Things Change, People Transition: Change as a Process


In general, change isn’t complicated, but it is complex. In its simplest form we use terms like; to alter, shift, adjust, move, switch, transfer, etc. Change is a transformation or transition from one phase, condition, or state, to another.

From a change management perspective, assumptions that each individual impacted by a new initiative will always experience change on time, on budget and on schedule, is flawed, because this approach lacks context and doesn’t always consider the people side of change. It may not consider outcomes and results after the change or ask what behaviors need to change and be sustained. Organizational and personal change have to be approached and measured differently because people embrace or resist change differently. No two are alike.

Organizational and personal change have to be approached and measured differently because no one will embrace or resist change the same. Individual Response to Change Management BestBehavior doesn’t happen in a predictive order and as a result, it is imperative to think about change as a process, rather than a project.

Things change. People transition.

The change curve was created in the 1960’s by Elisabeth Kübler-Ross as a way to explain the grieving process. Over time, it has evolved as a tool to help people understand responses and reactions to significant change. Since change is a non-linear process, some people may take two steps forward and one step back along this curve for a number of reasons. Some examples might include:

  • Assumed or no role clarity for the change
  • No visible support and commitment from leadership
  • Lack of project, organizational and individual change integration
  • Those impacted do not feel they have had input into the process
  • Leaders and/or impacted people are not engaged
  • No consistency in change messaging formats, channels and frequency
  • Lack of transparency about why the change is happening
  • People impacted don’t understanding of “What’s in it for me?” (WIIFM)
  • Business readiness or training may have limited or no understanding of adult learning theory application
  • People don’t feel permission to speak with candor
  • Past performance with organizational change could create assumptions that history will repeat itself
  • Impact on current role and/or fear of losing a job

There are countless strategies and tools we can use to help us to understand where people fall on the change commitment curve and then subsequent strategies to take corrective action. As change management practitioners, we focus on results, outcomes, reinforcement and realization of benefits (including ROI), for the people side of change. We do this using a structured, yet flexible set of tools, processes, skills and principles to achieve the required goals of projects and initiatives.

What challenges and approaches have you experienced or used to help bring people impacted by the changes along for the journey?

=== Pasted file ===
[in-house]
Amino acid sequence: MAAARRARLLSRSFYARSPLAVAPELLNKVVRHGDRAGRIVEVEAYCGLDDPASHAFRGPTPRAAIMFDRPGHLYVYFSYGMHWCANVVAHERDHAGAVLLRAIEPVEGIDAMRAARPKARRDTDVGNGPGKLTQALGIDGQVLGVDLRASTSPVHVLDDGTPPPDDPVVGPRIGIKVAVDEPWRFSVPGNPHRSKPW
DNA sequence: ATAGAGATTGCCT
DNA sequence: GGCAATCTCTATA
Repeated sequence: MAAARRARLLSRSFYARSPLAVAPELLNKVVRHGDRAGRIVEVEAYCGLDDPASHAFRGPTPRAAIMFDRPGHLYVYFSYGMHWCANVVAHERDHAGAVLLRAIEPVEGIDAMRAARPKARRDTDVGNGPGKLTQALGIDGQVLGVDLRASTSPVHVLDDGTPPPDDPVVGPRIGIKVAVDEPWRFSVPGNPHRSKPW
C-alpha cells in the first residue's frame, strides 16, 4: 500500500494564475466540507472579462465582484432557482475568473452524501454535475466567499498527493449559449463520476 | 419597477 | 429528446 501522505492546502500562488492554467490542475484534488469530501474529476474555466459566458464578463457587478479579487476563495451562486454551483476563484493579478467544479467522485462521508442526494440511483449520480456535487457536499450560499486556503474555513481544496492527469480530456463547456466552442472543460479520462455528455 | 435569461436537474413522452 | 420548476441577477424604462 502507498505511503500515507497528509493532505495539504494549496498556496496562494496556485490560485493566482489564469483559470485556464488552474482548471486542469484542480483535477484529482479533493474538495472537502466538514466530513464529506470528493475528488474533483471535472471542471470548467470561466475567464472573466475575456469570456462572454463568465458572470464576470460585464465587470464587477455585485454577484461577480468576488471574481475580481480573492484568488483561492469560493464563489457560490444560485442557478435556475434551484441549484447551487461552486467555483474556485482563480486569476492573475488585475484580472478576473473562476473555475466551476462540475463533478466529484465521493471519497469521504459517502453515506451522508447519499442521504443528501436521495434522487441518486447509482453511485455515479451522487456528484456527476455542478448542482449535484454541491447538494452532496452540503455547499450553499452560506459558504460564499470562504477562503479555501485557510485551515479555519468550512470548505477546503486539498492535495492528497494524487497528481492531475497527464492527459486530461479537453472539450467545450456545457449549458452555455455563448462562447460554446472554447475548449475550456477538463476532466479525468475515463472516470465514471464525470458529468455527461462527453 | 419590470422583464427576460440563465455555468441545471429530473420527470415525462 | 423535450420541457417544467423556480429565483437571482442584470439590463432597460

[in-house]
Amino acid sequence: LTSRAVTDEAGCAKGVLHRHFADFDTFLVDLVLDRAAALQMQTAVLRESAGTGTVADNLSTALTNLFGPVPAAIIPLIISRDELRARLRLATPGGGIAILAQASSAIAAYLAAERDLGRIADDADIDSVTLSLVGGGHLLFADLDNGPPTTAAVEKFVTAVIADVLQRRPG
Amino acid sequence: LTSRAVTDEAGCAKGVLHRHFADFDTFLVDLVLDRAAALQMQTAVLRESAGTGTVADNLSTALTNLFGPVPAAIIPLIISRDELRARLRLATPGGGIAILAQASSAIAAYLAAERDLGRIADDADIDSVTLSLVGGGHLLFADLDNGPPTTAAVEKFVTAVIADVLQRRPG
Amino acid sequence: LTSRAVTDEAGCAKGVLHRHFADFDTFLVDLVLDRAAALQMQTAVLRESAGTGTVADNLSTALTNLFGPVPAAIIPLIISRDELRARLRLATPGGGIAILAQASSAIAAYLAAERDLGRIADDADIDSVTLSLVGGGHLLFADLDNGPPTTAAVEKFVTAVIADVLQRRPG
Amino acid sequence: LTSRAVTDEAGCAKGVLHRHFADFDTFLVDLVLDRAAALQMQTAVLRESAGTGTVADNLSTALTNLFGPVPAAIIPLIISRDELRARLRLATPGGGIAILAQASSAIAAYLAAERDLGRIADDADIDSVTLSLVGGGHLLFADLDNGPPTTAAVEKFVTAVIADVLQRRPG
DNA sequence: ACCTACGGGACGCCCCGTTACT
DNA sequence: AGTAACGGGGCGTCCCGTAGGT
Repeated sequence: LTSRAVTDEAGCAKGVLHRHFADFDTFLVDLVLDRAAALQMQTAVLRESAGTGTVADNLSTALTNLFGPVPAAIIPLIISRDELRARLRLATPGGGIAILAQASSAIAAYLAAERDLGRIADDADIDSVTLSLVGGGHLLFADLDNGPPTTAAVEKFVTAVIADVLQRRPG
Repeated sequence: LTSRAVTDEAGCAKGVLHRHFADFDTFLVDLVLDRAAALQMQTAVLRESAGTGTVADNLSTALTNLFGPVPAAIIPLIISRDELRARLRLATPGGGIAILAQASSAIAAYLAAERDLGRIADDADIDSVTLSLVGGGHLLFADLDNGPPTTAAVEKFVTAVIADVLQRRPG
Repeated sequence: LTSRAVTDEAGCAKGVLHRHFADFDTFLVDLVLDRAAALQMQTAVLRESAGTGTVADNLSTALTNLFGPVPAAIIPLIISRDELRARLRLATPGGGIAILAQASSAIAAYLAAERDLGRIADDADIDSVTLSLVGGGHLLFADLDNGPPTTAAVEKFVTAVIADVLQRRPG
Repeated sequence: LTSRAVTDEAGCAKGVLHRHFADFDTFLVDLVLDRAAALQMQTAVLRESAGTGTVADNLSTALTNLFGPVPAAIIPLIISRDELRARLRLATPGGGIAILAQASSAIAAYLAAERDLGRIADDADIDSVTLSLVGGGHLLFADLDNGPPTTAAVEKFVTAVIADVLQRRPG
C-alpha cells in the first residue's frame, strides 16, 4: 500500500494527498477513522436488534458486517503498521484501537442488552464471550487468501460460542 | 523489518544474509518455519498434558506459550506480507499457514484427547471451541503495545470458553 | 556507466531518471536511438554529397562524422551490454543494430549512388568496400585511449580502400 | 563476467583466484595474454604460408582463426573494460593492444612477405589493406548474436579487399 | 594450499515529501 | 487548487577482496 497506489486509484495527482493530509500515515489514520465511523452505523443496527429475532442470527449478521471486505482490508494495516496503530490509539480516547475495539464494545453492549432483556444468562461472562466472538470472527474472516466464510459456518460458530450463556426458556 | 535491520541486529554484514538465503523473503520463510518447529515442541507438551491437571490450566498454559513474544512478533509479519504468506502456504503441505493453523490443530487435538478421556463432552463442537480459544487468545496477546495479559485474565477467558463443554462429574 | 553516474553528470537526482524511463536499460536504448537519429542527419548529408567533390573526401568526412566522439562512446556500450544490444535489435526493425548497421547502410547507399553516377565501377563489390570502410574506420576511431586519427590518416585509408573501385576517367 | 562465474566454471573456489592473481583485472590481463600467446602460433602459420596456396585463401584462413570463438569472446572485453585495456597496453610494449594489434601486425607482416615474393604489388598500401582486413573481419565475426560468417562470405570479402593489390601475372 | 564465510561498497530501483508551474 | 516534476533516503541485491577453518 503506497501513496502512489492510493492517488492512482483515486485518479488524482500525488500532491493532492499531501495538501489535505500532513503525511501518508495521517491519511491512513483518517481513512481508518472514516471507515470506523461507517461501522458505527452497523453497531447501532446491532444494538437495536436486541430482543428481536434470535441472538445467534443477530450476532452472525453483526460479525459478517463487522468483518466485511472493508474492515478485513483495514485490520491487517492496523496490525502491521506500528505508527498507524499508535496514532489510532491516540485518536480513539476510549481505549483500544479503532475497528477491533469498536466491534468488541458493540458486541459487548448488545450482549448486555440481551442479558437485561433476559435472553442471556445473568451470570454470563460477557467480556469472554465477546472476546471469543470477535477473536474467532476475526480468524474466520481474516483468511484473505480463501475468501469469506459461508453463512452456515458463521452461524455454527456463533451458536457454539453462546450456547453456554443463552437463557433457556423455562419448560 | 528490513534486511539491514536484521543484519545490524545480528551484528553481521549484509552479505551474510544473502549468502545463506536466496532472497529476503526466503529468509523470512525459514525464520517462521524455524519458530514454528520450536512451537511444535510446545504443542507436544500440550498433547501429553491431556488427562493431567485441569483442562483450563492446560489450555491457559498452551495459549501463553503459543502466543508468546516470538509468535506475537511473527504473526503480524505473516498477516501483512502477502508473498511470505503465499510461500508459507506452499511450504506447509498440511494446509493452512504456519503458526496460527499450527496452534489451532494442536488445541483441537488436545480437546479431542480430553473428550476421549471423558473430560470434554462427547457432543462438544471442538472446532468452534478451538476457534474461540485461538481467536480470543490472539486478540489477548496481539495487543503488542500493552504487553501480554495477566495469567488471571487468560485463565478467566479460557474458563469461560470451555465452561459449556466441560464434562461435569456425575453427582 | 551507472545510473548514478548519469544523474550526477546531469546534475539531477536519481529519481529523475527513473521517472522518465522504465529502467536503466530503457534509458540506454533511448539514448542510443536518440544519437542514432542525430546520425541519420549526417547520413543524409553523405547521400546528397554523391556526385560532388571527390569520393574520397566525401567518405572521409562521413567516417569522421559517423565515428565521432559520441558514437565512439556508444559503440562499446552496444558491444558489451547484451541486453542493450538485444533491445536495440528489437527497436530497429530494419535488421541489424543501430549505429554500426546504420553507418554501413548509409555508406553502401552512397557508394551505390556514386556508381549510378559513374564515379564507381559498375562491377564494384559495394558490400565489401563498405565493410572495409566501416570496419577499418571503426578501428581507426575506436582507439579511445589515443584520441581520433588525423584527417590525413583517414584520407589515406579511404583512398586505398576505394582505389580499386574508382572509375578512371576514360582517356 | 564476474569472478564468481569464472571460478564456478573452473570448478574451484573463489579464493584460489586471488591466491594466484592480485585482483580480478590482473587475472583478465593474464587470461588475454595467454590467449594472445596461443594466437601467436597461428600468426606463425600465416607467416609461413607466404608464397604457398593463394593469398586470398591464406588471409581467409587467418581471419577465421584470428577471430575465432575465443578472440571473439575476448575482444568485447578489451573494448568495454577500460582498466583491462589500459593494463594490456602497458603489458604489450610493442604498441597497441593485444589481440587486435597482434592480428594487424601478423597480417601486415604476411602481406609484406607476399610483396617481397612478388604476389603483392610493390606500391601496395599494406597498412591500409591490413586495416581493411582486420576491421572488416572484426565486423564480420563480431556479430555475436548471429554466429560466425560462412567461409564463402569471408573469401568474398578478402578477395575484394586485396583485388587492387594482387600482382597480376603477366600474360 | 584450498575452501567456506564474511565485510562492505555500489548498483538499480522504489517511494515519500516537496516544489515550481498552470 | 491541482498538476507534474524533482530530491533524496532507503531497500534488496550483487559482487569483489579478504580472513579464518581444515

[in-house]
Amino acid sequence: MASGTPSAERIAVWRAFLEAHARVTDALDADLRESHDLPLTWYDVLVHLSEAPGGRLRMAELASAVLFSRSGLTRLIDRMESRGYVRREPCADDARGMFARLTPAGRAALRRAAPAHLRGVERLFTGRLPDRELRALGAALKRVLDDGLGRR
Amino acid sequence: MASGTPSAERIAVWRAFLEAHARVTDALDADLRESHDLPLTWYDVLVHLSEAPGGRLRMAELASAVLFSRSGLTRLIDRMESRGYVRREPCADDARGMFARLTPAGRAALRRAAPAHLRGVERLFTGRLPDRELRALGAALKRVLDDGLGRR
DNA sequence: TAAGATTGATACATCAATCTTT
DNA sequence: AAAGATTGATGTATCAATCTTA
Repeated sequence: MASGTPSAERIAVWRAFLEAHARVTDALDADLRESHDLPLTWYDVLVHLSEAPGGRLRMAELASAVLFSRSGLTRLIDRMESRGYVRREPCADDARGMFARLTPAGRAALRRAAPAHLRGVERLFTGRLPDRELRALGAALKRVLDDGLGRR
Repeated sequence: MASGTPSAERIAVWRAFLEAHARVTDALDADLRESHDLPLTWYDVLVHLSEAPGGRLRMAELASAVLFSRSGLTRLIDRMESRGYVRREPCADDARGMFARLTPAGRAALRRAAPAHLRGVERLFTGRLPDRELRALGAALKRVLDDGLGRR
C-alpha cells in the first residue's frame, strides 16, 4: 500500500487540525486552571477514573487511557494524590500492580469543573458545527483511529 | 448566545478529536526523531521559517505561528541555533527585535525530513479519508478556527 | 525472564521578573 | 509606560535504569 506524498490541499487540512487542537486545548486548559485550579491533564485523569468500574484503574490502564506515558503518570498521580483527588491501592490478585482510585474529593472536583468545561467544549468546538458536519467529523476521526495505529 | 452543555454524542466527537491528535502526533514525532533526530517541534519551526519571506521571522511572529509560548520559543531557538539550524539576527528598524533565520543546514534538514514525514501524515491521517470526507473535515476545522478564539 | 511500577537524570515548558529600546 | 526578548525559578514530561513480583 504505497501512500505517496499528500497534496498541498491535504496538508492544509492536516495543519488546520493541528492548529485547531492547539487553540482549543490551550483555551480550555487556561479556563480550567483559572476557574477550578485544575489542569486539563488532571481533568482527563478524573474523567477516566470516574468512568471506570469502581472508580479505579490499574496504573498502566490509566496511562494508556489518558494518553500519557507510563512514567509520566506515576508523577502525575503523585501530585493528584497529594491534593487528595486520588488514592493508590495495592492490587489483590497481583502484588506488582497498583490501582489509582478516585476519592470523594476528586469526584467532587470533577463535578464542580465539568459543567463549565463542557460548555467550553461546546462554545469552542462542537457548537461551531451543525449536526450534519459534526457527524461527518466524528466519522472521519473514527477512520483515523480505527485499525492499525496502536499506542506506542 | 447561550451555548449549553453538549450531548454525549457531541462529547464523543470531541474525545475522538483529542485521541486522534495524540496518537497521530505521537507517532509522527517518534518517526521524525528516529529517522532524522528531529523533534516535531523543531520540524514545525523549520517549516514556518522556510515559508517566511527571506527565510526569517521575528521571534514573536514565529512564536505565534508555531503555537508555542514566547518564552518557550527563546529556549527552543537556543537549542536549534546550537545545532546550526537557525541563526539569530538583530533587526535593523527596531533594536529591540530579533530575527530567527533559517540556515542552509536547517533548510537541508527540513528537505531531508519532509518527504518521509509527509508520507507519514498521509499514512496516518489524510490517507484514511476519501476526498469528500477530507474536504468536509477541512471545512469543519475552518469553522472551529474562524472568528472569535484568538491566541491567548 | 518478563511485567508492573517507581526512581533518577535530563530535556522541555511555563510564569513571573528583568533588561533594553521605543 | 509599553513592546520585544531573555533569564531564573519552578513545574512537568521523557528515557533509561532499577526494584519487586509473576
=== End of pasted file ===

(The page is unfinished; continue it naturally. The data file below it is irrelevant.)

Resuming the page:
Please leave a comment below. I’d like this blog to be a forum where people feel comfortable sharing what they agree or disagree with along with best practices or key learnings. I will honor desired anonymity, so if you would like to leave a response without having your name listed, please feel free to let me know.

If you found this post thought provoking, please share it with others and thank you for visiting my blog!

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2 Responses to Things Change, People Transition: Change as a Process

  1. Clive Bevan says:

    Oh no, not the death curve !!

    Kakie, we create the world in our heads then we live in that world, If we keep on describing the death curve theory then we will find the evidence to prove it to ourselves.

    Is this model an example of where the Change practitioners world refuses to move on and in effect to Change. Quotable quote… Doctor first heal thyself.

    Thoughts from all appreciated.

    • KakieF says:

      Hi Clive, thanks for the response, your point is well taken.

      By no means would I suggest the change curve is scientific and the end-all be-all answer to lead change. But it is a tool that can help us understand the complexity of human resistance which all individuals experience, and may help some articulate change as a process when coaching leaders, sponsors, change agents, middle-level managers, etc. through change to scan the environment, identify resistance so we can complete a root cause analysis, take corrective action and mitigate risk.

      It also can provide a basis for explaining why it is critical to separate outcomes at the individual level and organizational levels.

      Of course, we have to use language and tools acceptable in each culture/environment. Some change practitioners will use this curve to guide leaders through, while others know too much technical change management speak results in glossed over eyes and the risk of losing our audience.

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